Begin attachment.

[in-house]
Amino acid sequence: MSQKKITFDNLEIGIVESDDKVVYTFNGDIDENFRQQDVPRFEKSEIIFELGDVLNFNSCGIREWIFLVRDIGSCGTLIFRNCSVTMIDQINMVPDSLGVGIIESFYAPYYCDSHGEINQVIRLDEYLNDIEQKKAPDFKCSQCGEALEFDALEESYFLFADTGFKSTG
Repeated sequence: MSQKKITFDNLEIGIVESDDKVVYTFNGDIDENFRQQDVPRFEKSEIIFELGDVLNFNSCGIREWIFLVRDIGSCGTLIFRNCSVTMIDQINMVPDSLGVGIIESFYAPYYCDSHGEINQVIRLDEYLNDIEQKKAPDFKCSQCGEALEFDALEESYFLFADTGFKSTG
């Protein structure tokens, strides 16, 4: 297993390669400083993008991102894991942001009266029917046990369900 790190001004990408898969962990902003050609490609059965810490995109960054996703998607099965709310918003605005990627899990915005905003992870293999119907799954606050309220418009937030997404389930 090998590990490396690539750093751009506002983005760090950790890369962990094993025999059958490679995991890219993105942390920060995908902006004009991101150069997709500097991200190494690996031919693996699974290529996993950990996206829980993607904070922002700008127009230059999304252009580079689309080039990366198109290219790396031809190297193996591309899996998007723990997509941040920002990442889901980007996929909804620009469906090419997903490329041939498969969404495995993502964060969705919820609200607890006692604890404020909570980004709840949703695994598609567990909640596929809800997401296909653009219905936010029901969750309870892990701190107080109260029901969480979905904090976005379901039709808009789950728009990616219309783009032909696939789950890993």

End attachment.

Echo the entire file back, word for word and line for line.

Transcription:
[in-house]
Amino acid sequence: MSQKKITFDNLEIGIVESDDKVVYTFNGDIDENFRQQDVPRFEKSEIIFELGDVLNFNSCGIREWIFLVRDIGSCGTLIFRNCSVTMIDQINMVPDSLGVGIIESFYAPYYCDSHGEINQVIRLDEYLNDIEQKKAPDFKCSQCGEALEFDALEESYFLFADTGFKSTG
Repeated sequence: MSQKKITFDNLEIGIVESDDKVVYTFNGDIDENFRQQDVPRFEKSEIIFELGDVLNFNSCGIREWIFLVRDIGSCGTLIFRNCSVTMIDQINMVPDSLGVGIIESFYAPYYCDSHGEINQVIRLDEYLNDIEQKKAPDFKCSQCGEALEFDALEESYFLFADTGFKSTG
């Protein structure tokens, strides 16, 4: 297993390669400083993008991102894991942001009266029917046990369900 790190001004990408898969962990902003050609490609059965810490995109960054996703998607099965709310918003605005990627899990915005905003992870293999119907799954606050309220418009937030997404389930 090998590990490396690539750093751009506002983005760090950790890369962990094993025999059958490679995991890219993105942390920060995908902006004009991101150069997709500097991200190494690996031919693996699974290529996993950990996206829980993607904070922002700008127009230059999304252009580079689309080039990366198109290219790396031809190297193996591309899996998007723990997509941040920002990442889901980007996929909804620009469906090419997903490329041939498969969404495995993502964060969705919820609200607890006692604890404020909570980004709840949703695994598609567990909640596929809800997401296909653009219905936010029901969750309870892990701190107080109260029901969480979905904090976005379901039709808009789950728009990616219309783009032909696939789950890993």